It's a collision of realities that adds up to worsening trouble for American jails: More inmates than ever have addictions or mental illnesses, while county sheriffs don't have the expertise or the resources to cope. Steve Coll of the New Yorker takes a deep dive into what his story calls the "jail health-care crisis." The issue also affects larger prisons, where inmates are incarcerated for longer stretches, but Coll says the problem is "particularly acute" in smaller jails, such as those run by rural counties. That's because "large numbers of people booked into custody are in a state of distress or ... will suffer withdrawal, which can require close monitoring and specialized treatment that jail wardens are not equipped to provide."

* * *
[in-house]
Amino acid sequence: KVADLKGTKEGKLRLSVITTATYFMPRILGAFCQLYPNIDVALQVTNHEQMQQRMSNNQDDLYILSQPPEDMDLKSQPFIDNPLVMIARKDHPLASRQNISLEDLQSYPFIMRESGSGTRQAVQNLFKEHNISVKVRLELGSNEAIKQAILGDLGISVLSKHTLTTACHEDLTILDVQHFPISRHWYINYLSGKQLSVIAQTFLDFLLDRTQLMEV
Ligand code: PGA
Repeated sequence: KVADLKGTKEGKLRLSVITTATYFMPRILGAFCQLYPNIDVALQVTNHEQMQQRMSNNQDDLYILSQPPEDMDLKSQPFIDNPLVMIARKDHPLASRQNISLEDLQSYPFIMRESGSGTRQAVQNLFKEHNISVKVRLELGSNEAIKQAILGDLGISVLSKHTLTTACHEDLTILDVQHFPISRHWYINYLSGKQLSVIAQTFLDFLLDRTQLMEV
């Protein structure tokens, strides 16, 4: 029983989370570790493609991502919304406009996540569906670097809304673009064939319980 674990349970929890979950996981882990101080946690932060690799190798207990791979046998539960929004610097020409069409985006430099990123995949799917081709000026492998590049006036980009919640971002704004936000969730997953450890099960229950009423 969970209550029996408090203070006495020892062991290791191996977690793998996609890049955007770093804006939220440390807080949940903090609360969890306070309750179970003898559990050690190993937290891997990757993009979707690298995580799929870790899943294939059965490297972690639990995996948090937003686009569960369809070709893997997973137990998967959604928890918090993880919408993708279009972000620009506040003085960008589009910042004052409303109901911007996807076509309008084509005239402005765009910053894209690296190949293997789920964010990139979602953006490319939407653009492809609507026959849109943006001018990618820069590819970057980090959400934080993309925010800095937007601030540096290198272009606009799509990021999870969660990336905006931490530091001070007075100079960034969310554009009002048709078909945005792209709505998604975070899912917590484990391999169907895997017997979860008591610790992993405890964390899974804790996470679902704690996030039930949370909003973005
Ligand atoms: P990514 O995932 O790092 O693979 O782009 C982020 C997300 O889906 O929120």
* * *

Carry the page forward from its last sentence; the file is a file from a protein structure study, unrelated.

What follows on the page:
To get a sense of the scope of the problem, consider that a 2017 study by the Bureau of Justice Statistics found that about half of those in jails had a mental illness of some kind. What's more, about two-thirds had a drug addiction or dependency. The latter figure drew from decade-old stats, meaning it doesn't reflect the more recent opioid crisis. As a result of all this, many jails are turning to for-profit companies to provide health services, and Coll's story examines the deluge of lawsuits from inmates that have resulted. Lots of factors are at play, but "a significant amount of the serious neglect documented in lawsuits arises from the fact that jails have become a primary provider of medical care for the severely mentally ill." Click to read the full story, which sees faint signs of hope toward reform, including changes in Texas made after the suicide of Sandra Bland. (Read more Longform stories.)